This is the first book to provide a comparative exploration of the gendered and sexual body in Mozambican literature, engaging with the work of six authors spanning different generations, styles and aesthetics. The study begins by providing a detailed and innovative survey of the dynamics of gender, sexuality and power in the Portuguese colonial and Mozambican post-independence contexts, from the nineteenth century to the turn of the millennium. This initial investigation provides the sociohistorical backdrop for in-depth analyses of representations, uses and subversions of the body in poetry and prose fiction by José Craveirinha, Noémia de Sousa, Lília Momplé, Ungulani Ba Ka Khosa, Paulina Chiziane and Suleiman Cassamo. Using a wide and interdisciplinary range of theoretical frameworks, the book offers a fresh and creative new perspective on Mozambican history, political life and literary output.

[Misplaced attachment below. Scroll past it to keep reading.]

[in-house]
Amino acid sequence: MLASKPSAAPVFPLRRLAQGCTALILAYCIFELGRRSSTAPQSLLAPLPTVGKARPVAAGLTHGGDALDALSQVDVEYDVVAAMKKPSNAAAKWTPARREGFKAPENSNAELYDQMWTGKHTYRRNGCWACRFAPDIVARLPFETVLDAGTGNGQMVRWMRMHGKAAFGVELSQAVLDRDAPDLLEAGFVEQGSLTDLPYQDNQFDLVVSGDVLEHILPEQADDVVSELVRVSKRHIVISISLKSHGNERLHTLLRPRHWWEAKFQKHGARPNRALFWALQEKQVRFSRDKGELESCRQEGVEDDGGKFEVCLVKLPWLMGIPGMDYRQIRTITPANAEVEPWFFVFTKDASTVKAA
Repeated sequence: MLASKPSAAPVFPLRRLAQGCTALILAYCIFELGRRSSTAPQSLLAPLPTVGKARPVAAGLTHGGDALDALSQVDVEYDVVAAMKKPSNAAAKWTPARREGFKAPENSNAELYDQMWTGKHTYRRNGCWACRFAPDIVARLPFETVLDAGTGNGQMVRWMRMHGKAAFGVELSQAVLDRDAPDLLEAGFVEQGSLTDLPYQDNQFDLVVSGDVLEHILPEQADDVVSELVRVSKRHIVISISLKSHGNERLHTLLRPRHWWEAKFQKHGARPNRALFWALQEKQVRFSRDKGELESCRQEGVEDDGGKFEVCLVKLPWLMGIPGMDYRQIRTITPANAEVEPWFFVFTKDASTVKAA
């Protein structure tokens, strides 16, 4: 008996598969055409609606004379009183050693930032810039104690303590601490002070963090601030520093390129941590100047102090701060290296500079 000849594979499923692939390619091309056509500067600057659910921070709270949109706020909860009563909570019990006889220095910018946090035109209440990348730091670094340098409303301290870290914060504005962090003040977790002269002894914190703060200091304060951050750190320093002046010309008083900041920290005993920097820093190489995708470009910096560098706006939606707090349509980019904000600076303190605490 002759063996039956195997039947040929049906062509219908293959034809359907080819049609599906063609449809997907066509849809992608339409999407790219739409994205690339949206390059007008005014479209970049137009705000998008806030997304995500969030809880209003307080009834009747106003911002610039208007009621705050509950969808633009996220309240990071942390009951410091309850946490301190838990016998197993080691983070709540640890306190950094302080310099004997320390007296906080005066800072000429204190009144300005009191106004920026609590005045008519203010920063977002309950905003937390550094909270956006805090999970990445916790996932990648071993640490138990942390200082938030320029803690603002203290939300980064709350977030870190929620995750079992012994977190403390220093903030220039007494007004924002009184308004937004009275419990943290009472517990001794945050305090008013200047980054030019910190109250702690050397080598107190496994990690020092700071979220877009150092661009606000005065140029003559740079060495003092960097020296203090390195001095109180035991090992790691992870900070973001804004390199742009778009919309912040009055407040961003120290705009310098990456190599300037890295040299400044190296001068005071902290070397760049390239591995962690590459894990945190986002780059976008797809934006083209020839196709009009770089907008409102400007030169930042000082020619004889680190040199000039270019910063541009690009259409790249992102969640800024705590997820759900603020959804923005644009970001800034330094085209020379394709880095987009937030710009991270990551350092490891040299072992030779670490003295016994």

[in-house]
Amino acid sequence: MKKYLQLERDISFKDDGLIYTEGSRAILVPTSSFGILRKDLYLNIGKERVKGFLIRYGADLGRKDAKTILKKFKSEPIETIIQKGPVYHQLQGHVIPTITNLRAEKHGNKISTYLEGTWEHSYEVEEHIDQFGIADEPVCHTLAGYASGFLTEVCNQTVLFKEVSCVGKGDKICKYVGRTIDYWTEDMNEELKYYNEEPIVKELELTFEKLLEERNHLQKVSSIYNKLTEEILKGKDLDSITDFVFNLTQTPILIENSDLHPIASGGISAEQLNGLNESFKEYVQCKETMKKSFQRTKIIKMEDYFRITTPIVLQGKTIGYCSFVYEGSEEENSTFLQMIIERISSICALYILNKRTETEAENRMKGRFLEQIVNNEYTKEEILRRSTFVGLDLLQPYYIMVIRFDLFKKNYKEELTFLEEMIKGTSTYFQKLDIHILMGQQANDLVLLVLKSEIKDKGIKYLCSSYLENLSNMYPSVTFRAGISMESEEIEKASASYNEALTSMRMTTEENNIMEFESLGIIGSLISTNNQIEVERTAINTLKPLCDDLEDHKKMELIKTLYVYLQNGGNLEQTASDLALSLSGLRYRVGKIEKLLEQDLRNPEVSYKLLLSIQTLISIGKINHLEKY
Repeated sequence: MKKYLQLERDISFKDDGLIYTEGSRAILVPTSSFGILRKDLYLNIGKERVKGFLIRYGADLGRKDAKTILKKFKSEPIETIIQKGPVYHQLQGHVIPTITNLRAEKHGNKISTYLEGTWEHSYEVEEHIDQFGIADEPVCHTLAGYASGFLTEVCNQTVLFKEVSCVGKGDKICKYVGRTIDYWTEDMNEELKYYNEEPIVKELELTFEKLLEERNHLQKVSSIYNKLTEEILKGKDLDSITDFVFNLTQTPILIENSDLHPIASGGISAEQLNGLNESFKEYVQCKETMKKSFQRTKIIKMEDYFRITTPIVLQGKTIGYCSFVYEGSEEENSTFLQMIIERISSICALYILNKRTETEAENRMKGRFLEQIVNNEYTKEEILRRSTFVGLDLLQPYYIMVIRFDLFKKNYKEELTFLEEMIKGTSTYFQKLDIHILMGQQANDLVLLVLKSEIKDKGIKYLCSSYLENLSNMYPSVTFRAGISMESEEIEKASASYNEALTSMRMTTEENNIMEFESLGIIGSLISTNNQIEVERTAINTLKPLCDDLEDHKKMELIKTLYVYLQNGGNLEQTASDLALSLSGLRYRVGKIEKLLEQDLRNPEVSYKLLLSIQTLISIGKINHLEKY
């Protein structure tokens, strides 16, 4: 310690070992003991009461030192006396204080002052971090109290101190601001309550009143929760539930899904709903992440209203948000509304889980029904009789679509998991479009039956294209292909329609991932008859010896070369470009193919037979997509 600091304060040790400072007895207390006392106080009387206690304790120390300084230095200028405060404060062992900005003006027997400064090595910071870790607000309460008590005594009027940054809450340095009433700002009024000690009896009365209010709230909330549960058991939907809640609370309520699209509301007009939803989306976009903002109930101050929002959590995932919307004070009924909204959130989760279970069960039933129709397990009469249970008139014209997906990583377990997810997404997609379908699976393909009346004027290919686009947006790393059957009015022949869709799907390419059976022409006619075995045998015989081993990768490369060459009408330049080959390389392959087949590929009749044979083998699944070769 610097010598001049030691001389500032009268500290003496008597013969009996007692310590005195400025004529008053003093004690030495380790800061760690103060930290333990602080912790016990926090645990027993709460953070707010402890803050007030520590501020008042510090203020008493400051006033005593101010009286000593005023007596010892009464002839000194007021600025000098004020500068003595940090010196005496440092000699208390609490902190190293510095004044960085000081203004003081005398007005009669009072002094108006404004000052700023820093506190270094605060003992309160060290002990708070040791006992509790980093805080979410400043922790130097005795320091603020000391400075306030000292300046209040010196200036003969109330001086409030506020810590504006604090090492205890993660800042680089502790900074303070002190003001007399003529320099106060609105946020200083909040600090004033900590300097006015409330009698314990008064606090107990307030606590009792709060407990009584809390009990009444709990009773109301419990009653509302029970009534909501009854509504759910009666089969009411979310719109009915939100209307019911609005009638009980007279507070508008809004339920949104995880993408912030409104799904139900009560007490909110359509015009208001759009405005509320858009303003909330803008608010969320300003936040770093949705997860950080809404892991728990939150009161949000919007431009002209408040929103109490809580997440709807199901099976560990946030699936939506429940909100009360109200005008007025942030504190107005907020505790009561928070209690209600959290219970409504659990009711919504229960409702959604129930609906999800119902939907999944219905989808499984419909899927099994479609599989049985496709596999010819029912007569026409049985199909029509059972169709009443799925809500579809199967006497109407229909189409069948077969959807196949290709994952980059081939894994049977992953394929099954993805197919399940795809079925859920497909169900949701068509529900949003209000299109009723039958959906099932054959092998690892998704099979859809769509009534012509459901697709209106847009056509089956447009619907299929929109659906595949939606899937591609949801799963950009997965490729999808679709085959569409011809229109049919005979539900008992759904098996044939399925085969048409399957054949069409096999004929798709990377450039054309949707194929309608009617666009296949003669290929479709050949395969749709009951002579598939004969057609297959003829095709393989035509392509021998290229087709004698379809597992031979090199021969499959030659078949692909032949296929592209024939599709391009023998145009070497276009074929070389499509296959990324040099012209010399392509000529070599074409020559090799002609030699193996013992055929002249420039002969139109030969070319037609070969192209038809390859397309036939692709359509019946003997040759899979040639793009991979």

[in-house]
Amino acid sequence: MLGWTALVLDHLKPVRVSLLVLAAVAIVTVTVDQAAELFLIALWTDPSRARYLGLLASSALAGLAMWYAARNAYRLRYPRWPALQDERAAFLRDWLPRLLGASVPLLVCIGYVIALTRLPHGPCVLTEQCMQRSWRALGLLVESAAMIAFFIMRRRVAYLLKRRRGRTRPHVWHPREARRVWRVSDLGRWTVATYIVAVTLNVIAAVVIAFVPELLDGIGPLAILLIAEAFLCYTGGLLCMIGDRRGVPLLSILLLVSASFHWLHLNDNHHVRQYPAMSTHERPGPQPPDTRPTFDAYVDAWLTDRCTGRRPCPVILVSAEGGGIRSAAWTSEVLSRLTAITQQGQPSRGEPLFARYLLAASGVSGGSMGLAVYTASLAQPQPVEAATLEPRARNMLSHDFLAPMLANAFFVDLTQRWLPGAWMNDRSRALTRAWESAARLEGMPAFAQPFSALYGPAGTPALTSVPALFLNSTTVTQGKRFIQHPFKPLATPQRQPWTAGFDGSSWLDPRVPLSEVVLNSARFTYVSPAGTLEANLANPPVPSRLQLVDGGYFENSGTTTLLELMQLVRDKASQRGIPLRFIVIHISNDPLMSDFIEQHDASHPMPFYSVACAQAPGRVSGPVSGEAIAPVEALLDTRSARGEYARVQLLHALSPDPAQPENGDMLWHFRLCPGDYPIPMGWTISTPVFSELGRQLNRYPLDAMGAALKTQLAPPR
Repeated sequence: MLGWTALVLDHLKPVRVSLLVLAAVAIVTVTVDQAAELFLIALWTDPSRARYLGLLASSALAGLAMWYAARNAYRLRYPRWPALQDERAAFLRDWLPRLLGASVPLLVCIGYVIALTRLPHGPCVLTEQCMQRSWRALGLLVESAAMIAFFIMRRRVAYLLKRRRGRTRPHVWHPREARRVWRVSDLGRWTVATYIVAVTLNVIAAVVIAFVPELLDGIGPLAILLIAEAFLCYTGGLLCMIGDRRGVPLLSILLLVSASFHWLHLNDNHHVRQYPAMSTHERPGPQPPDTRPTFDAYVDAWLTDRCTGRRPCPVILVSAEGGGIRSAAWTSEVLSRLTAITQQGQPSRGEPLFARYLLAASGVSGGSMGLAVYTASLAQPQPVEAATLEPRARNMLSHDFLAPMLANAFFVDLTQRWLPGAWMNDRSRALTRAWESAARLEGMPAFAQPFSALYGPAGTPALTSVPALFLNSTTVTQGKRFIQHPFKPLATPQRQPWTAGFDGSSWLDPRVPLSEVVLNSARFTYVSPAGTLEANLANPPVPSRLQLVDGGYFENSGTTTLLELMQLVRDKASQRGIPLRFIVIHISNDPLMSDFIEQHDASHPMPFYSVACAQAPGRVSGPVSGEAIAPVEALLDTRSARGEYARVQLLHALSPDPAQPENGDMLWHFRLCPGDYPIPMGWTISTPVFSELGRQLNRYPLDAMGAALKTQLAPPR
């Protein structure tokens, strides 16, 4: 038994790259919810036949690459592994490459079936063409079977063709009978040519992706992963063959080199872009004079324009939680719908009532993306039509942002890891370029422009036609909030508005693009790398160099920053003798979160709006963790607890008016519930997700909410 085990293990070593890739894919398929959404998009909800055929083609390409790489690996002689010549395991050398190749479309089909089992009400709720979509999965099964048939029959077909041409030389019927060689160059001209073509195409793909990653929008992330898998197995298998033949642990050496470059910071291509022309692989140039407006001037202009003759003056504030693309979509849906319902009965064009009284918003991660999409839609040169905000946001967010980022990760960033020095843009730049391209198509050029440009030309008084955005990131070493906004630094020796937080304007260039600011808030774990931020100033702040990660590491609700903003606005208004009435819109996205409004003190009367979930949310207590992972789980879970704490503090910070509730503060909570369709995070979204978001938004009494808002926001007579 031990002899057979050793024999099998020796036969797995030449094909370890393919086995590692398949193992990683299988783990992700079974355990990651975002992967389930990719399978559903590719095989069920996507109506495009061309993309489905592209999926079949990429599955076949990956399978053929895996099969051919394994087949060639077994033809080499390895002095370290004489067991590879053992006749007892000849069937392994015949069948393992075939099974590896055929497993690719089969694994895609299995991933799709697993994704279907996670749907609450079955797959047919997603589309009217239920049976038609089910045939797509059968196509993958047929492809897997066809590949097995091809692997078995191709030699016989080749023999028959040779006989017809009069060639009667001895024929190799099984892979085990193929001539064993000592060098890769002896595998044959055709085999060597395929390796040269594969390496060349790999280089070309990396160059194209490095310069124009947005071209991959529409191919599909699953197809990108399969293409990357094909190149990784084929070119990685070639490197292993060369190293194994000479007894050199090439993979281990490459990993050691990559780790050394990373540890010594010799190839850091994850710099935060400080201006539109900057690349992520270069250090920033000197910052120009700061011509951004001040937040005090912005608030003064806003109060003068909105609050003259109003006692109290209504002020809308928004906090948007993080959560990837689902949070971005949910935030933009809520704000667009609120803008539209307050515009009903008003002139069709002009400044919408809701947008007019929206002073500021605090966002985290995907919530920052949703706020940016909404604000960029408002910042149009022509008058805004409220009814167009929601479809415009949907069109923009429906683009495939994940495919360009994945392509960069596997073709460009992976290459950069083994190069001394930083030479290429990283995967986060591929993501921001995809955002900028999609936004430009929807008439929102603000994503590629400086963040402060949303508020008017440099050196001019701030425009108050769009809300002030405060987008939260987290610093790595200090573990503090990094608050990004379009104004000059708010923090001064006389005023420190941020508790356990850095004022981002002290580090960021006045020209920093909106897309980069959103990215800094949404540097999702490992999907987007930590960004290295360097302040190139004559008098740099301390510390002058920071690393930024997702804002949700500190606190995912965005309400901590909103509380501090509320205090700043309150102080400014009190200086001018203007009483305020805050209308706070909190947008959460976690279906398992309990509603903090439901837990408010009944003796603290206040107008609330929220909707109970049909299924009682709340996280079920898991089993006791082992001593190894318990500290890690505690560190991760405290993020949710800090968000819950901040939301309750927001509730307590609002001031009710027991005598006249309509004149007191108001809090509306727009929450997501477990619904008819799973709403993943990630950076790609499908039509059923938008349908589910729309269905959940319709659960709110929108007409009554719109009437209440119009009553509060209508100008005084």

|Publisher:||Lang, Peter Publishing, Incorporated|
|Series:||Reconfiguring Identities in the Portuguese-Speaking World Series , #7|
|Product dimensions:||5.91(w) x 8.86(h) x (d)|
About the Author
Eleanor K. Jones is Lecturer in Portuguese and Lusophone Studies at the University of Southampton. Her research interests range across the histories, cultures and political systems of the Portuguese-speaking world, with a particular focus on themes relating to the body, including gender and sex, race, violence, health, disease and mortality.
Table of Contents
CONTENTS: An Iron House: Approaching Gender and Sexuality in Mozambique – Boundaries, Borderlands and Bodies: Gender and Sexuality in Mozambique’s Long Twentieth Century – Unma(s)king Hegemony: Negotiating Masculinities in José Craveirinha and Paulina Chiziane – Strategies of Disidentification: Rewriting Femininity in Noémia de Sousa and Ungulani Ba Ka Khosa – States of Exception: Suicide, Hunger and Haunting in Lília Momplé and Suleiman Cassamo – Firing Lines.